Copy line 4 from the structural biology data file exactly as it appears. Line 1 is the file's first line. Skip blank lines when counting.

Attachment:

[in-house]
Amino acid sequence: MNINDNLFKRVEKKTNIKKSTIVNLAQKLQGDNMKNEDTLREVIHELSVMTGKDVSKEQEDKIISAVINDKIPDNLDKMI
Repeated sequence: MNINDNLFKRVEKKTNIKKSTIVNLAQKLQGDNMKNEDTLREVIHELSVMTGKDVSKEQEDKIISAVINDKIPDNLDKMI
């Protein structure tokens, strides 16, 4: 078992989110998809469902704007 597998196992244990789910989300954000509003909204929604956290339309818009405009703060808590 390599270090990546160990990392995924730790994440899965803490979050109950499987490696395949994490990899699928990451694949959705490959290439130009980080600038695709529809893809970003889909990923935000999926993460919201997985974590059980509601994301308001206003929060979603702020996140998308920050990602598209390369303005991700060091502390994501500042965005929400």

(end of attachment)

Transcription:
């Protein structure tokens, strides 16, 4: 078992989110998809469902704007 597998196992244990789910989300954000509003909204929604956290339309818009405009703060808590 390599270090990546160990990392995924730790994440899965803490979050109950499987490696395949994490990899699928990451694949959705490959290439130009980080600038695709529809893809970003889909990923935000999926993460919201997985974590059980509601994301308001206003929060979603702020996140998308920050990602598209390369303005991700060091502390994501500042965005929400």